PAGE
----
“The 2700 is a barebones phone that will help keep your kids happy and your wallet light...”
- Inexpensive QWERTY messaging phone; lightweight; easy-to-read screen; dedicated emoticon menu button
- Hard to see number key and punctuation icons; no threaded messaging; slow Web connections; no music player
If Sony hadn’t already used the appellation, the Sanyo SCP-2700 could easily be called “My First Cellphone.” For just $30 (after the usual discounts and rebates), your pre-teen or tween gets a barebones, but stylish candybar phone with a full QWERTY keyboard and all the non-verbal communications options necessary – but little else. Subtly curvy, it feels a little cheap to our adult hands, but the 2700 – especially the flowery Impulsive Pink version – is perfect for a cellphone neophyte who might not know what they’re missing.
Features and Design
While the 2700’s design and simplified QWERTY form factor will appeal to your young daughter hoping to both emulate her executive parents and tickle her fashion sense, the phone is more notable for what she doesn’t get than for what she will.
For instance, it doesn’t have a music player. It has a 1.3 MP camera, but doesn’t record video. It doesn’t have a microSD card slot. And it’s not EV-DO. Oddly, it does include Sprint GPS navigation, hardly necessary for those too young to drive. Other than the music player, however, it’s doubtful a child will notice these missing amenities or care about its GPS capabilities.
Imagine a Fisher-Price interpretation of a BlackBerry and you’d get the slab-style 2700 with its 2.2-inch LCD screen, full QWERTY keyboard and a simple navigation array and control keys located between the two. At 3.4 ounces, it’s light as a bundle of feathers. But when combined with the unit’s smooth, but cheaply rounded plastic enclosure, this light weight makes the 2700 feel as if it actually was a toy – not a plus in our book.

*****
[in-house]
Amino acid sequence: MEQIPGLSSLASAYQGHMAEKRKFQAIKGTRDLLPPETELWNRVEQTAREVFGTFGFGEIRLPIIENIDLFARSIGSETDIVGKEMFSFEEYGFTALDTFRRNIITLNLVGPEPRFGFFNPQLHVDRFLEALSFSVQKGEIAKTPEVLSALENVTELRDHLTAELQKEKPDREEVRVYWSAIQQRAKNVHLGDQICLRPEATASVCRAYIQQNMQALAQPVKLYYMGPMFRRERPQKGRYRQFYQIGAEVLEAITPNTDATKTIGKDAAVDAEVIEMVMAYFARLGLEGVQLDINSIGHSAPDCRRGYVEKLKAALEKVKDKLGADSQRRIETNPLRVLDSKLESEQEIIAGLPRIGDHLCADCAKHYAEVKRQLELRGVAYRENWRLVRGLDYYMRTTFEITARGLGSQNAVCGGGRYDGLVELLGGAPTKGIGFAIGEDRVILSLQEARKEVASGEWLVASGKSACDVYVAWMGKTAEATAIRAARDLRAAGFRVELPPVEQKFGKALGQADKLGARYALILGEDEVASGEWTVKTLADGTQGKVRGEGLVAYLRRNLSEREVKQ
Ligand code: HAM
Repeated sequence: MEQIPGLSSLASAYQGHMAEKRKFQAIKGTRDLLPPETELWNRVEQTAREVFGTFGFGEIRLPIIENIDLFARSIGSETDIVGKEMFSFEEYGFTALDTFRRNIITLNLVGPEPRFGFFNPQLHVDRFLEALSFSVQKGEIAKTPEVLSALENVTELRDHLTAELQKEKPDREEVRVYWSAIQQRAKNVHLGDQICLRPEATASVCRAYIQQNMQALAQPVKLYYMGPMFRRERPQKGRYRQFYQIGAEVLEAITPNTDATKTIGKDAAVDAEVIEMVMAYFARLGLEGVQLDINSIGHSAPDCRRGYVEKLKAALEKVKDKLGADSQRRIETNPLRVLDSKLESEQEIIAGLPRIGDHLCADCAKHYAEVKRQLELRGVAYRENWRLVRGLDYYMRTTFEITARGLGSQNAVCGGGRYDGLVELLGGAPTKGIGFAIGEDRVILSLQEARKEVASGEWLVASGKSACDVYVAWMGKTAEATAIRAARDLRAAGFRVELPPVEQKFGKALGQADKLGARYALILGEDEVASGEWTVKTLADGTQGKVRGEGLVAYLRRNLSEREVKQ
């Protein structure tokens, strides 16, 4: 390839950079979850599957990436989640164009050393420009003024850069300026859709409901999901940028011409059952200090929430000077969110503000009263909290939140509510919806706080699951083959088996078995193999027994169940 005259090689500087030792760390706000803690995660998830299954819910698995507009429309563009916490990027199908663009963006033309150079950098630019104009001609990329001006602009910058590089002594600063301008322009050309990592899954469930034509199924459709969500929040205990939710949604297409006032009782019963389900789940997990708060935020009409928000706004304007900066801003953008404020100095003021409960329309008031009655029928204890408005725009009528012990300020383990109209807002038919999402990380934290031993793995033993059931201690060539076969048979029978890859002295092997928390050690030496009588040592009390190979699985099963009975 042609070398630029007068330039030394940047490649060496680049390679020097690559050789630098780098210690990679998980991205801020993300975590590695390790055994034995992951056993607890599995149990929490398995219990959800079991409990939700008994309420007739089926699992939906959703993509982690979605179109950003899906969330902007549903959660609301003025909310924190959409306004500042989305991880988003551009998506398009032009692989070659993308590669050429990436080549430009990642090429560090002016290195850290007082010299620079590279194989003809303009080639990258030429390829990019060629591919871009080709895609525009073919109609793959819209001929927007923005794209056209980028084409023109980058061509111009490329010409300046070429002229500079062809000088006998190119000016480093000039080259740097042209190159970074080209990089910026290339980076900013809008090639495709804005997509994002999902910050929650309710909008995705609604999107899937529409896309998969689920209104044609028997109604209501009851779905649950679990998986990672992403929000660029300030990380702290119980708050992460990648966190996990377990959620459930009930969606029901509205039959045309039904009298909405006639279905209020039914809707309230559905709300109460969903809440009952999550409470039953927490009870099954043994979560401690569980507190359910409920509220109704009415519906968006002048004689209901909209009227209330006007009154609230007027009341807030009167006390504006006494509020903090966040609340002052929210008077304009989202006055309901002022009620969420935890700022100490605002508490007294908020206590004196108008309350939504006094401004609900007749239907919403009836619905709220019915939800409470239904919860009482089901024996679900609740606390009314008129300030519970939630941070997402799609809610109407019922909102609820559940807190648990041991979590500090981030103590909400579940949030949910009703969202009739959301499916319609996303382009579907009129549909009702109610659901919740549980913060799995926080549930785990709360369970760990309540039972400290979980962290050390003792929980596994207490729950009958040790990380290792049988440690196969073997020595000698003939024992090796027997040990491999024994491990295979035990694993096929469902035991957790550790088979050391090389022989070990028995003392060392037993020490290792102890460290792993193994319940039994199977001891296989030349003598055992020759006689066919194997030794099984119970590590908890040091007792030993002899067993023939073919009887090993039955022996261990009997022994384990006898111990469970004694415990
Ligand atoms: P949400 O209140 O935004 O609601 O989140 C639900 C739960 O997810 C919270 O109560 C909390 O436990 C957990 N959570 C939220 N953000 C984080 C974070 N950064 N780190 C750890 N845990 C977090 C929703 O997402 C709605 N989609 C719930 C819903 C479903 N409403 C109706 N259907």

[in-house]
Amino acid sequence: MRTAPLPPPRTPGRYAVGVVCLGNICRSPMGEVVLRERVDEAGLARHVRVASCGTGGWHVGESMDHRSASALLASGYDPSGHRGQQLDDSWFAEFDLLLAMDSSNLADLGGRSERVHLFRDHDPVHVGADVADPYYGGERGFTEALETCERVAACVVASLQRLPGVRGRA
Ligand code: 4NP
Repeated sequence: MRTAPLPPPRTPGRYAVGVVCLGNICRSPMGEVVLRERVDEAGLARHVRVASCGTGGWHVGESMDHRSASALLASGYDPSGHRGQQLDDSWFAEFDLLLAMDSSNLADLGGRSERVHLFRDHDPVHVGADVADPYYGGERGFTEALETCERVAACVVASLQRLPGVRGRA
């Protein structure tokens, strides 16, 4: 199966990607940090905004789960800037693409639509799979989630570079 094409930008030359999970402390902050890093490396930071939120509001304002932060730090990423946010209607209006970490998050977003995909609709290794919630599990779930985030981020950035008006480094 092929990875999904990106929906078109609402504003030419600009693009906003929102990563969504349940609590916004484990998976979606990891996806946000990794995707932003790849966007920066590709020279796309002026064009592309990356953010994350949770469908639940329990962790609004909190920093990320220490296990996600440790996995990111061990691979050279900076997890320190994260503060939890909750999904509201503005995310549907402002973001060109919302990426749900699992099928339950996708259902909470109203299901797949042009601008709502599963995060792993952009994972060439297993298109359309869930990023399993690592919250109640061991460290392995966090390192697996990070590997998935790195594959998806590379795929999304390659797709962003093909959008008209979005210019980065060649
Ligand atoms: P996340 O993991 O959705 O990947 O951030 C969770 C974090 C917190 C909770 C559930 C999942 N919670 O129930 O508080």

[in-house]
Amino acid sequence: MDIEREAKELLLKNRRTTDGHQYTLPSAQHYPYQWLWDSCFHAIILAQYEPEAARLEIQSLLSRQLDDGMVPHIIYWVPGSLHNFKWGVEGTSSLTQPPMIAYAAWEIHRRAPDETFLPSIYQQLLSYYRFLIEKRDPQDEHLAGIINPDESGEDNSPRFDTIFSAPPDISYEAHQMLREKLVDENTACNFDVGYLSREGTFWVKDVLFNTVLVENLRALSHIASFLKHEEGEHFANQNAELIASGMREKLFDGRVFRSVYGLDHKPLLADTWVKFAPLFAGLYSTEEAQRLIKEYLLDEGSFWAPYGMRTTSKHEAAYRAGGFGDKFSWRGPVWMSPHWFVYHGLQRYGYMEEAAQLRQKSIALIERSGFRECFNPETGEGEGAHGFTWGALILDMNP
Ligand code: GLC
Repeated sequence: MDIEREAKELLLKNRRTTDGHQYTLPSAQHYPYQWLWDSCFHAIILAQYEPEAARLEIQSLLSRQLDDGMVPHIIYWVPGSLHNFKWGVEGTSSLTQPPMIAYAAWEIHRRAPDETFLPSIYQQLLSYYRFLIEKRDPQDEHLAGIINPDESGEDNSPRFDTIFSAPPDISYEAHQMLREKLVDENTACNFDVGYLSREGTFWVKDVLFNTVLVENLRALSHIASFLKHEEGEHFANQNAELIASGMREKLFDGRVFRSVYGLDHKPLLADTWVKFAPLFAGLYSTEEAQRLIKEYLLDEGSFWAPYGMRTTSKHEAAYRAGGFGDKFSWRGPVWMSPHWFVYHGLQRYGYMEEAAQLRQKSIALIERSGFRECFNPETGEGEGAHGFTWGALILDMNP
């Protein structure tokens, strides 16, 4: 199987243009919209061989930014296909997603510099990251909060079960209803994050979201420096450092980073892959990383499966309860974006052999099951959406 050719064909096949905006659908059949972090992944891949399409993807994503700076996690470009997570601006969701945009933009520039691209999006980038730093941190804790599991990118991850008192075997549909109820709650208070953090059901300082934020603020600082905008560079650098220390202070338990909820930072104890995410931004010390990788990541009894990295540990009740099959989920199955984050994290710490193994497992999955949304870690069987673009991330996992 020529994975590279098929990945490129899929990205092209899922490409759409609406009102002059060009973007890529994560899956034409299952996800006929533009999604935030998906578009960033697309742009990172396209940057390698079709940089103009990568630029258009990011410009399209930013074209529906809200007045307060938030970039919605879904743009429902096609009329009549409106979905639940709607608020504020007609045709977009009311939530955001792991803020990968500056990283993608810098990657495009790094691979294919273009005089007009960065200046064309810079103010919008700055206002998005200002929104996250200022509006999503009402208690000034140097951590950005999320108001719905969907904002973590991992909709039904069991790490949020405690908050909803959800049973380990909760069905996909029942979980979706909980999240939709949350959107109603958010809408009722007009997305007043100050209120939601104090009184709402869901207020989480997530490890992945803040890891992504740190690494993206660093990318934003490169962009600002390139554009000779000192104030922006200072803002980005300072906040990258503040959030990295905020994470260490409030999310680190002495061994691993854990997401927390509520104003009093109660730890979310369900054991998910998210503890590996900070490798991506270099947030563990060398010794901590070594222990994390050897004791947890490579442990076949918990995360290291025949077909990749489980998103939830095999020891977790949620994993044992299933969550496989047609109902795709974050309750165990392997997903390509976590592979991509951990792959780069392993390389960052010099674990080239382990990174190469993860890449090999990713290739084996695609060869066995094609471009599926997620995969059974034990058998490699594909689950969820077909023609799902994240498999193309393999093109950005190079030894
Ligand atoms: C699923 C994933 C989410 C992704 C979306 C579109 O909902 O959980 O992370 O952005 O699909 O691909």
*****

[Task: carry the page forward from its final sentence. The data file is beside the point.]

On the flip side, the QWERTY keypad’s tiny keys are closely bunched, but humped to help separate one from the other. Our slim adult fingers made few typing errors, though we suspect a child’s smaller fingers/fingernails will be able to tap far faster and furiously than we.
Unfortunately, you’ll have to memorize where the number and punctuation keys are. The number icons on the pink version we tested are pink-on-gray (as opposed to the gray-on-pink alpha character icons) and, along with the tiny gray-on-pink punctuation marks above the alpha characters, are impossible to read in anything but bright ambient lighting conditions. (The numbers and punctuation on the Deep Blue version may be easier to discern.)
Ports & Connectors
There are only two – the 2.5mm stereo jack on the right spine and the microUSB jack on the left. As noted, there is no microSD slot.
While volume was decent while testing the phone in New York City, and sound surprisingly good for such an inexpensive phone, we experienced a near unacceptable amount of dropout and network warble. Only by standing still could the defects be minimized, and a conversation carried on without requests for repeated comments.